Following up our first blog on adaptive management and emergent theories of change for Goal 3 activities, we are highlighting Melissa Patsalides’ (Acting Deputy Director for USAID’s Office of Learning, Evaluation and Research) recent update on innovative policy and guidance developments in the Agency.
“Adaptive management is something many USAID staff and implementing partners have intuitively felt the need for, and sometimes implemented in spite of apparent bureaucratic constraints, for several years now.
The Agency is increasingly working in countries that are unstable and in transition. And even in more stable environments, we cannot always reliably predict how events or circumstances will evolve and impact our programs. As a result, USAID’s traditional management approach, which assumes that we can foresee, with some certainty, how a country or sector will change over time, is inadequate.
We are giving much thought to how adaptive management can support the Agency’s work to achieve more effective development results. It will require strategic plans and project designs as well as procurement processes and budgets that facilitate adaptability. All of this is needed to enable us to respond to new and changing circumstances to get the best results.
A central focus of the upcoming revised ADS guidance on the Program Cycle is adaptive management. Through PPL’s extensive engagement across the Agency to identify how we should change the policy, staff shared issues that hampered their ability to incorporate adaptive management, and discussed ways to address them in the new guidance.”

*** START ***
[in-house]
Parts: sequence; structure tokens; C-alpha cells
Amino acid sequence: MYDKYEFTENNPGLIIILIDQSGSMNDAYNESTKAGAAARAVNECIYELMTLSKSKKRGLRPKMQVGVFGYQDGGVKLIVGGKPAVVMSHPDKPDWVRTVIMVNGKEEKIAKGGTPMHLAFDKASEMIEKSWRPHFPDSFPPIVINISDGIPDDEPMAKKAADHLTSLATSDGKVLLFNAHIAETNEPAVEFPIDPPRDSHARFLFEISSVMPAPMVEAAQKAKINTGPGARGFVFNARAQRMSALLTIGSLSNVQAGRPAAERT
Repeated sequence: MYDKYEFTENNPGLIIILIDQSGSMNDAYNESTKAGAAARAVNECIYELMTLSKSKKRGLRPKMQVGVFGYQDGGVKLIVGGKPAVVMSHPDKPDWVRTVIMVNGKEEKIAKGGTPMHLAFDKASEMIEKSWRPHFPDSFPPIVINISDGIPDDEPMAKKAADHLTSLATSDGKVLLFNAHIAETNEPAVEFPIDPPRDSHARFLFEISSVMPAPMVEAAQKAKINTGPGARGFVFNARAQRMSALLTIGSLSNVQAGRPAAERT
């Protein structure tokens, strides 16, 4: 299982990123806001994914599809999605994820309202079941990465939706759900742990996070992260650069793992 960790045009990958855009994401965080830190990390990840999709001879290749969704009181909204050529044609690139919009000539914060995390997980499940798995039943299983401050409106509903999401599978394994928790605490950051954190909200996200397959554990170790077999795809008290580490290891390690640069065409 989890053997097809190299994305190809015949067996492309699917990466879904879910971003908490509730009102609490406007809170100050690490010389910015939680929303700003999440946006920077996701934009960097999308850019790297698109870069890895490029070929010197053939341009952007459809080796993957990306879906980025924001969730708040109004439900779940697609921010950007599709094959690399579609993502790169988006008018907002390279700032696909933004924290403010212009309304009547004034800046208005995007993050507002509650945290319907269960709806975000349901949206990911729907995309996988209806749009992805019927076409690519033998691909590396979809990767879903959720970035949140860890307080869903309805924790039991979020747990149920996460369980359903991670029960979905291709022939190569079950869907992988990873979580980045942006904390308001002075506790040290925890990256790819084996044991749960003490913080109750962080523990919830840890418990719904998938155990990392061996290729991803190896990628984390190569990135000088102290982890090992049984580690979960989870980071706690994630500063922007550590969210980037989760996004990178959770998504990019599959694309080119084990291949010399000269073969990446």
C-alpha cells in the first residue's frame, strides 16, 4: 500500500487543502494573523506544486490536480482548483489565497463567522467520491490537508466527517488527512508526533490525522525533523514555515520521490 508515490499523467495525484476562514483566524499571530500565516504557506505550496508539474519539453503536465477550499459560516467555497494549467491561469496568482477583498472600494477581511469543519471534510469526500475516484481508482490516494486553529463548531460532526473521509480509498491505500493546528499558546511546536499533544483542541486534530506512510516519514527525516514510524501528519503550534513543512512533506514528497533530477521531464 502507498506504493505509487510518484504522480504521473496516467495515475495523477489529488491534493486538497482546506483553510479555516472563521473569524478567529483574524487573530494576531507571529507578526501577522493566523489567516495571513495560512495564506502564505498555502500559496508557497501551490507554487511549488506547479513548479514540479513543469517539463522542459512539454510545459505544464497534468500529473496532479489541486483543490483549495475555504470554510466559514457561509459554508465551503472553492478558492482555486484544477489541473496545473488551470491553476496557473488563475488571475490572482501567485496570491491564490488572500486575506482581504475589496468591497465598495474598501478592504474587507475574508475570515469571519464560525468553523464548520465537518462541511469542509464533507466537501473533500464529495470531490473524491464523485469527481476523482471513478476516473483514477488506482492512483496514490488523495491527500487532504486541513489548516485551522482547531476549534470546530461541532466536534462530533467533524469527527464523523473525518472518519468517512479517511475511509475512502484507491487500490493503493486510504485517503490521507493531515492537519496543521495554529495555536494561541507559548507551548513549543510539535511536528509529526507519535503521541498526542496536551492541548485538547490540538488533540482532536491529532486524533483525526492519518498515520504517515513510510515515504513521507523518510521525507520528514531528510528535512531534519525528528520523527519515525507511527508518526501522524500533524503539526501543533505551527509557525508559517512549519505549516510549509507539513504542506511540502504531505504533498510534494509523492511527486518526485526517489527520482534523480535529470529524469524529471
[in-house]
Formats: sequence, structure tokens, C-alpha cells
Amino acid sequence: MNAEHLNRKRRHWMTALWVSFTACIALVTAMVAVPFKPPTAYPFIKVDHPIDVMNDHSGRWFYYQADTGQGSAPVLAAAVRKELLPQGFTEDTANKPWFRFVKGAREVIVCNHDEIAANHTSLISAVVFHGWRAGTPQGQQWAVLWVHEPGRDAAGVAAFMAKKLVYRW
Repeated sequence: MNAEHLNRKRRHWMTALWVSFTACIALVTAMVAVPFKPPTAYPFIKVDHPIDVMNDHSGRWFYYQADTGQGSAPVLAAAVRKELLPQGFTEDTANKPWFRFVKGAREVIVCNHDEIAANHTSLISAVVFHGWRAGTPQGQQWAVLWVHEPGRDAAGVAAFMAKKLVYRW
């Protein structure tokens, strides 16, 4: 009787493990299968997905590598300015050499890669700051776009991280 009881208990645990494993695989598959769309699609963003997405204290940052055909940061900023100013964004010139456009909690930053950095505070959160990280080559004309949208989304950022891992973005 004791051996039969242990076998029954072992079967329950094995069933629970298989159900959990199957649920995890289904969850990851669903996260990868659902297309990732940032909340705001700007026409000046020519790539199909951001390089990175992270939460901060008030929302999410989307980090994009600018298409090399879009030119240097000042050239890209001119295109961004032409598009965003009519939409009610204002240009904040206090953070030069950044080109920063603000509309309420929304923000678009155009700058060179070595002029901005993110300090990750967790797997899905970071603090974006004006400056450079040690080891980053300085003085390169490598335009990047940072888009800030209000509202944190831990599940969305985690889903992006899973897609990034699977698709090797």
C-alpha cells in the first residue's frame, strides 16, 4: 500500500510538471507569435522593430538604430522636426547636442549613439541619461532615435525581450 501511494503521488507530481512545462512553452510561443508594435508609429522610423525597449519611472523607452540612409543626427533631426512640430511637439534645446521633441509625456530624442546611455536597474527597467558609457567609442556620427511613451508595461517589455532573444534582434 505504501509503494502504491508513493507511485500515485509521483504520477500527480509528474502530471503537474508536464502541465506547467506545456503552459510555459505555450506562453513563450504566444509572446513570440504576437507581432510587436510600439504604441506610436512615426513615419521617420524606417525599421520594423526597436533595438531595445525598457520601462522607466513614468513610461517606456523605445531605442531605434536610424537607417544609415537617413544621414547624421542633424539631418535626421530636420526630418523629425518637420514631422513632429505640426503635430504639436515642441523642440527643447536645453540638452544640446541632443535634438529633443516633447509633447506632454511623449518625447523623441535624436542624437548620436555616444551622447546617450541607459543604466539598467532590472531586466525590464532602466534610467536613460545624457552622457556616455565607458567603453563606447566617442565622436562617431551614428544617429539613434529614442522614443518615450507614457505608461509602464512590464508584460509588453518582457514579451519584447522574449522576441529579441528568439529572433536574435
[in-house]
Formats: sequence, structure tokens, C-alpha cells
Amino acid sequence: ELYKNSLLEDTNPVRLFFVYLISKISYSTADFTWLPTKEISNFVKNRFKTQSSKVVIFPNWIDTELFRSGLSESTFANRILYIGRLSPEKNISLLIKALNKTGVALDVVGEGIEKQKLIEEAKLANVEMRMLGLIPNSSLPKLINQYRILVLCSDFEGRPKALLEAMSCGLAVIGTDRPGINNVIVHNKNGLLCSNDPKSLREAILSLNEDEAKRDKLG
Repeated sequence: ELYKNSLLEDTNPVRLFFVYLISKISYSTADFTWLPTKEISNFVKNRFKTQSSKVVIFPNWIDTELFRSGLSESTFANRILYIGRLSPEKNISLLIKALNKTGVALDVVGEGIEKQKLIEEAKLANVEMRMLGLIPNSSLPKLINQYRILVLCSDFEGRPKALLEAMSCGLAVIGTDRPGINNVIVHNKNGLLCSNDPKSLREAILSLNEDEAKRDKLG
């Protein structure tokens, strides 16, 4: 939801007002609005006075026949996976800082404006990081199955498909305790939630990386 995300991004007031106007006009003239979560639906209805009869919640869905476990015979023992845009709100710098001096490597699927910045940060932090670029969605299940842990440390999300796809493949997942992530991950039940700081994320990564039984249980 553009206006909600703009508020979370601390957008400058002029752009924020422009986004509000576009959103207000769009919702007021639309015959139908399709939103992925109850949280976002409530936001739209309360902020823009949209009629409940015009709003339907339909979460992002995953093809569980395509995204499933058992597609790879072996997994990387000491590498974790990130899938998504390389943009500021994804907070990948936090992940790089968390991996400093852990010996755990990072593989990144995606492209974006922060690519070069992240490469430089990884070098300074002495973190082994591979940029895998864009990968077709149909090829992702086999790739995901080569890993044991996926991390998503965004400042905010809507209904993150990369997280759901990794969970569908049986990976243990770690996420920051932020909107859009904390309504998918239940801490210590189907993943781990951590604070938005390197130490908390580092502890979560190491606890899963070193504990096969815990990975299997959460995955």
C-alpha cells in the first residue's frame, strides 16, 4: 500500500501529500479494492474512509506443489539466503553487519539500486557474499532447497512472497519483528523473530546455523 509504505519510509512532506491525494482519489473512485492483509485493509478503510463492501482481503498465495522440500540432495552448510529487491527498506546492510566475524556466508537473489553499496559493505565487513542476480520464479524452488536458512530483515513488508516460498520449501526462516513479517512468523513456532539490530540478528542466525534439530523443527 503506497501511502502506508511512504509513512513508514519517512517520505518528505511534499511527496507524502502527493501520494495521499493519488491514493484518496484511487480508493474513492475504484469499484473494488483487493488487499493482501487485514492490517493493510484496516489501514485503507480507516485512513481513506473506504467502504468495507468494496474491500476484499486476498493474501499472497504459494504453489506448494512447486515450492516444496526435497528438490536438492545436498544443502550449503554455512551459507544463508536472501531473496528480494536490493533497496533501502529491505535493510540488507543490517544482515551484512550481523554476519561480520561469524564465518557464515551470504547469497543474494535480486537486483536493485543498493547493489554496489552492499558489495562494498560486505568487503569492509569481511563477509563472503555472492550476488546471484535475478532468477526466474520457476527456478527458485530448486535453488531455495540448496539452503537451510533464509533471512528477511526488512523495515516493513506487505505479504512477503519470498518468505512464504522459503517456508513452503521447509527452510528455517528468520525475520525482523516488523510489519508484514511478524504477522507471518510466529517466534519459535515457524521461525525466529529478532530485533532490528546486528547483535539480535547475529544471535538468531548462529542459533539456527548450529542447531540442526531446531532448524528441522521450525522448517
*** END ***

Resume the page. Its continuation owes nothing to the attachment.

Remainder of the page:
Melissa identifies key institutional issues that are being addressed in new Agency guidance including procurement mechanisms, engaging with contracting officers, use of monitoring and evaluation to prioritize learning and adaptation, rather than accountability.
USAID ECCN is working to provide resources, guidance and tools to support adaptive management and an emergent theory of change for education in crisis and conflict environments, and we seek your collaboration in developing and sharing these resources over the coming months.
Melissa challenged USAID staff and implementing partners with the following question:
What have you learned from experiences with adaptive management that could benefit others at USAID and our partnerships as we increasingly use that approach?
What is your response to this innovative guidance? PLEASE share your own ideas and related links, research, cases and evaluations that exemplify how adaptive management and an emergent theory of change can work for education programming in crisis and conflict.
A wonderful and joyful holiday season to our USAID-ECCN colleagues. May you enjoy these innovative nuggets from recent developments at USAID.